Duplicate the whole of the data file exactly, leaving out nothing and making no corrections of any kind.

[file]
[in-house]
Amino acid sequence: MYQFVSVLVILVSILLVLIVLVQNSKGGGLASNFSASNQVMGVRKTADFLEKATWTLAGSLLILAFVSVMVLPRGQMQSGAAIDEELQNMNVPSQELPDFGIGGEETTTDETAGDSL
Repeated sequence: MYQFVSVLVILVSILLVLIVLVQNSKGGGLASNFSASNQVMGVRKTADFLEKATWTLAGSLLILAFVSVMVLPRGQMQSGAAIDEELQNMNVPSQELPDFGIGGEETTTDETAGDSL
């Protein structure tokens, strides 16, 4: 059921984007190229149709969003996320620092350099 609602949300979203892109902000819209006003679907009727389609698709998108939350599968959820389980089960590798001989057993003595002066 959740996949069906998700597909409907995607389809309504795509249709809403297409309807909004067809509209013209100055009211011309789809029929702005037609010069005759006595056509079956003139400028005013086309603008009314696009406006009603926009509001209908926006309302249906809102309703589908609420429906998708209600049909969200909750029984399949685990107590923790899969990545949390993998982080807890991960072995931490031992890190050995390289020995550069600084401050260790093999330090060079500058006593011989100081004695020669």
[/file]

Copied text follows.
[in-house]
Amino acid sequence: MYQFVSVLVILVSILLVLIVLVQNSKGGGLASNFSASNQVMGVRKTADFLEKATWTLAGSLLILAFVSVMVLPRGQMQSGAAIDEELQNMNVPSQELPDFGIGGEETTTDETAGDSL
Repeated sequence: MYQFVSVLVILVSILLVLIVLVQNSKGGGLASNFSASNQVMGVRKTADFLEKATWTLAGSLLILAFVSVMVLPRGQMQSGAAIDEELQNMNVPSQELPDFGIGGEETTTDETAGDSL
């Protein structure tokens, strides 16, 4: 059921984007190229149709969003996320620092350099 609602949300979203892109902000819209006003679907009727389609698709998108939350599968959820389980089960590798001989057993003595002066 959740996949069906998700597909409907995607389809309504795509249709809403297409309807909004067809509209013209100055009211011309789809029929702005037609010069005759006595056509079956003139400028005013086309603008009314696009406006009603926009509001209908926006309302249906809102309703589908609420429906998708209600049909969200909750029984399949685990107590923790899969990545949390993998982080807890991960072995931490031992890190050995390289020995550069600084401050260790093999330090060079500058006593011989100081004695020669």